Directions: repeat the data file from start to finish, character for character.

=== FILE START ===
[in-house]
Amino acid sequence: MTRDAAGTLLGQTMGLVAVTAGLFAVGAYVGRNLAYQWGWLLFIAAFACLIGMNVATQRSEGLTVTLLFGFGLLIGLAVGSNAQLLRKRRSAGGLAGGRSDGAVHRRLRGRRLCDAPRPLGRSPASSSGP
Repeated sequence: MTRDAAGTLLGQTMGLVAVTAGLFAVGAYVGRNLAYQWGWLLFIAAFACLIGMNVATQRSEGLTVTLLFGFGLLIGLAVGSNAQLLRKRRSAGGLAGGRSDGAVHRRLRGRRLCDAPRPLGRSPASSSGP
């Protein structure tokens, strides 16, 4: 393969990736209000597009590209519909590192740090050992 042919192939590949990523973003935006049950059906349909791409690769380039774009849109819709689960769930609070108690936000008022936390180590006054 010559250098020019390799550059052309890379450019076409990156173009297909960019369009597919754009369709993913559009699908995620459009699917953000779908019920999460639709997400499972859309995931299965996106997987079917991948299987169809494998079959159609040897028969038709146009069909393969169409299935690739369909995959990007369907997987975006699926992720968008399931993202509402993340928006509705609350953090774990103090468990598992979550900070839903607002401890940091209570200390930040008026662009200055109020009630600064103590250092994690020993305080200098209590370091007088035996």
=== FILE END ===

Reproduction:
[in-house]
Amino acid sequence: MTRDAAGTLLGQTMGLVAVTAGLFAVGAYVGRNLAYQWGWLLFIAAFACLIGMNVATQRSEGLTVTLLFGFGLLIGLAVGSNAQLLRKRRSAGGLAGGRSDGAVHRRLRGRRLCDAPRPLGRSPASSSGP
Repeated sequence: MTRDAAGTLLGQTMGLVAVTAGLFAVGAYVGRNLAYQWGWLLFIAAFACLIGMNVATQRSEGLTVTLLFGFGLLIGLAVGSNAQLLRKRRSAGGLAGGRSDGAVHRRLRGRRLCDAPRPLGRSPASSSGP
């Protein structure tokens, strides 16, 4: 393969990736209000597009590209519909590192740090050992 042919192939590949990523973003935006049950059906349909791409690769380039774009849109819709689960769930609070108690936000008022936390180590006054 010559250098020019390799550059052309890379450019076409990156173009297909960019369009597919754009369709993913559009699908995620459009699917953000779908019920999460639709997400499972859309995931299965996106997987079917991948299987169809494998079959159609040897028969038709146009069909393969169409299935690739369909995959990007369907997987975006699926992720968008399931993202509402993340928006509705609350953090774990103090468990598992979550900070839903607002401890940091209570200390930040008026662009200055109020009630600064103590250092994690020993305080200098209590370091007088035996």